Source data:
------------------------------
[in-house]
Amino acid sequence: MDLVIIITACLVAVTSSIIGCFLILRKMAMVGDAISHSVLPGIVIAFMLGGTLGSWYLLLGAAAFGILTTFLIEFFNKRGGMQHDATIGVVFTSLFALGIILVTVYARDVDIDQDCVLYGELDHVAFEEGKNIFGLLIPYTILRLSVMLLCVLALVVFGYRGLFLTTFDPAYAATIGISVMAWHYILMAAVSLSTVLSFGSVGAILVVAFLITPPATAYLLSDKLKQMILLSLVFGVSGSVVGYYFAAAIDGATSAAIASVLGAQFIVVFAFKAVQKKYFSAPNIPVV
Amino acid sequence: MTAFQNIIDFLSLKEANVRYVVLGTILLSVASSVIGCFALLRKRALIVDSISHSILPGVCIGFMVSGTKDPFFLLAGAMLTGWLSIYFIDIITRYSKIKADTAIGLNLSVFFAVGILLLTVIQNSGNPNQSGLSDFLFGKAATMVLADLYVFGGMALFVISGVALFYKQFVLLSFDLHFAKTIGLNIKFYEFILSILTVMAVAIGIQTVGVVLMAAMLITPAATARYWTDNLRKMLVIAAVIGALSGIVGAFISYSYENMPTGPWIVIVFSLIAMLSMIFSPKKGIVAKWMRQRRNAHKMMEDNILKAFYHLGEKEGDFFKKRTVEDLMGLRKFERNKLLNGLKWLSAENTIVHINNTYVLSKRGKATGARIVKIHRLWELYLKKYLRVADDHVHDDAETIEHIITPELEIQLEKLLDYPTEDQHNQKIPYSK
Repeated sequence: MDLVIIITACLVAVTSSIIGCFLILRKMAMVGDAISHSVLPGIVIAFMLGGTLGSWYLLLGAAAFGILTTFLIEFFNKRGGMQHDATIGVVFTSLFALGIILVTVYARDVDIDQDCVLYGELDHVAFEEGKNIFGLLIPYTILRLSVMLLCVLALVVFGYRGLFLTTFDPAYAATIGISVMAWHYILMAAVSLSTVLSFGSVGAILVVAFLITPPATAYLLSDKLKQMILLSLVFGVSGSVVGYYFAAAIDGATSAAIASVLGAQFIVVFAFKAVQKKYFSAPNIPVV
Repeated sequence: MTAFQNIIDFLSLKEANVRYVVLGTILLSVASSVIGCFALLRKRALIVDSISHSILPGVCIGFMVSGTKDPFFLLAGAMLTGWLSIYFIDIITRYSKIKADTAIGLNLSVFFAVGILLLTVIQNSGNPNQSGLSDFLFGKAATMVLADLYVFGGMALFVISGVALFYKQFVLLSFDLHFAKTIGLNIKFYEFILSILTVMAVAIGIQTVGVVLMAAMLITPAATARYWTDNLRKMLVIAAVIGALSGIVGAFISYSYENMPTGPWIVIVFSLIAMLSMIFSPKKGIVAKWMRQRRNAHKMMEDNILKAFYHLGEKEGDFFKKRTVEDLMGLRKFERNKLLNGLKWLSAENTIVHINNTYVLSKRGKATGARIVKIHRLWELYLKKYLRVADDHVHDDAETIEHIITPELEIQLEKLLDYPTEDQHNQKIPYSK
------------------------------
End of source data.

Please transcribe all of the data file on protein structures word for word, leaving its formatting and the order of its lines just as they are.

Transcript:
[in-house]
Amino acid sequence: MDLVIIITACLVAVTSSIIGCFLILRKMAMVGDAISHSVLPGIVIAFMLGGTLGSWYLLLGAAAFGILTTFLIEFFNKRGGMQHDATIGVVFTSLFALGIILVTVYARDVDIDQDCVLYGELDHVAFEEGKNIFGLLIPYTILRLSVMLLCVLALVVFGYRGLFLTTFDPAYAATIGISVMAWHYILMAAVSLSTVLSFGSVGAILVVAFLITPPATAYLLSDKLKQMILLSLVFGVSGSVVGYYFAAAIDGATSAAIASVLGAQFIVVFAFKAVQKKYFSAPNIPVV
Amino acid sequence: MTAFQNIIDFLSLKEANVRYVVLGTILLSVASSVIGCFALLRKRALIVDSISHSILPGVCIGFMVSGTKDPFFLLAGAMLTGWLSIYFIDIITRYSKIKADTAIGLNLSVFFAVGILLLTVIQNSGNPNQSGLSDFLFGKAATMVLADLYVFGGMALFVISGVALFYKQFVLLSFDLHFAKTIGLNIKFYEFILSILTVMAVAIGIQTVGVVLMAAMLITPAATARYWTDNLRKMLVIAAVIGALSGIVGAFISYSYENMPTGPWIVIVFSLIAMLSMIFSPKKGIVAKWMRQRRNAHKMMEDNILKAFYHLGEKEGDFFKKRTVEDLMGLRKFERNKLLNGLKWLSAENTIVHINNTYVLSKRGKATGARIVKIHRLWELYLKKYLRVADDHVHDDAETIEHIITPELEIQLEKLLDYPTEDQHNQKIPYSK
Repeated sequence: MDLVIIITACLVAVTSSIIGCFLILRKMAMVGDAISHSVLPGIVIAFMLGGTLGSWYLLLGAAAFGILTTFLIEFFNKRGGMQHDATIGVVFTSLFALGIILVTVYARDVDIDQDCVLYGELDHVAFEEGKNIFGLLIPYTILRLSVMLLCVLALVVFGYRGLFLTTFDPAYAATIGISVMAWHYILMAAVSLSTVLSFGSVGAILVVAFLITPPATAYLLSDKLKQMILLSLVFGVSGSVVGYYFAAAIDGATSAAIASVLGAQFIVVFAFKAVQKKYFSAPNIPVV
Repeated sequence: MTAFQNIIDFLSLKEANVRYVVLGTILLSVASSVIGCFALLRKRALIVDSISHSILPGVCIGFMVSGTKDPFFLLAGAMLTGWLSIYFIDIITRYSKIKADTAIGLNLSVFFAVGILLLTVIQNSGNPNQSGLSDFLFGKAATMVLADLYVFGGMALFVISGVALFYKQFVLLSFDLHFAKTIGLNIKFYEFILSILTVMAVAIGIQTVGVVLMAAMLITPAATARYWTDNLRKMLVIAAVIGALSGIVGAFISYSYENMPTGPWIVIVFSLIAMLSMIFSPKKGIVAKWMRQRRNAHKMMEDNILKAFYHLGEKEGDFFKKRTVEDLMGLRKFERNKLLNGLKWLSAENTIVHINNTYVLSKRGKATGARIVKIHRLWELYLKKYLRVADDHVHDDAETIEHIITPELEIQLEKLLDYPTEDQHNQKIPYSK